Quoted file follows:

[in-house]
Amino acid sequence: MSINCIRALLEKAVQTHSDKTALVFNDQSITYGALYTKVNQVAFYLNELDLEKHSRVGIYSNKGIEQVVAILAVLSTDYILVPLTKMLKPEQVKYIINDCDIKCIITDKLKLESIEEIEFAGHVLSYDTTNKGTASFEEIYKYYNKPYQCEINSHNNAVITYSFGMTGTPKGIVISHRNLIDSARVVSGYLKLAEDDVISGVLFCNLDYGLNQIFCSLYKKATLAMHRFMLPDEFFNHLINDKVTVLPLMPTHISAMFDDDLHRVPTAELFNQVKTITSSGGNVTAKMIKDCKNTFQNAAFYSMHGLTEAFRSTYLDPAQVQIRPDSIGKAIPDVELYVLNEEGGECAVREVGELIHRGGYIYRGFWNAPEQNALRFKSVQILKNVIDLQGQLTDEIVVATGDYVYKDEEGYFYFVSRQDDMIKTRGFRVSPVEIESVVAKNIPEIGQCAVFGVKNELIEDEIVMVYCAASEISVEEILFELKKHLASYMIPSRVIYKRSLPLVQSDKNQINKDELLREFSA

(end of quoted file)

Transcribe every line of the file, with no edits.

[in-house]
Amino acid sequence: MSINCIRALLEKAVQTHSDKTALVFNDQSITYGALYTKVNQVAFYLNELDLEKHSRVGIYSNKGIEQVVAILAVLSTDYILVPLTKMLKPEQVKYIINDCDIKCIITDKLKLESIEEIEFAGHVLSYDTTNKGTASFEEIYKYYNKPYQCEINSHNNAVITYSFGMTGTPKGIVISHRNLIDSARVVSGYLKLAEDDVISGVLFCNLDYGLNQIFCSLYKKATLAMHRFMLPDEFFNHLINDKVTVLPLMPTHISAMFDDDLHRVPTAELFNQVKTITSSGGNVTAKMIKDCKNTFQNAAFYSMHGLTEAFRSTYLDPAQVQIRPDSIGKAIPDVELYVLNEEGGECAVREVGELIHRGGYIYRGFWNAPEQNALRFKSVQILKNVIDLQGQLTDEIVVATGDYVYKDEEGYFYFVSRQDDMIKTRGFRVSPVEIESVVAKNIPEIGQCAVFGVKNELIEDEIVMVYCAASEISVEEILFELKKHLASYMIPSRVIYKRSLPLVQSDKNQINKDELLREFSA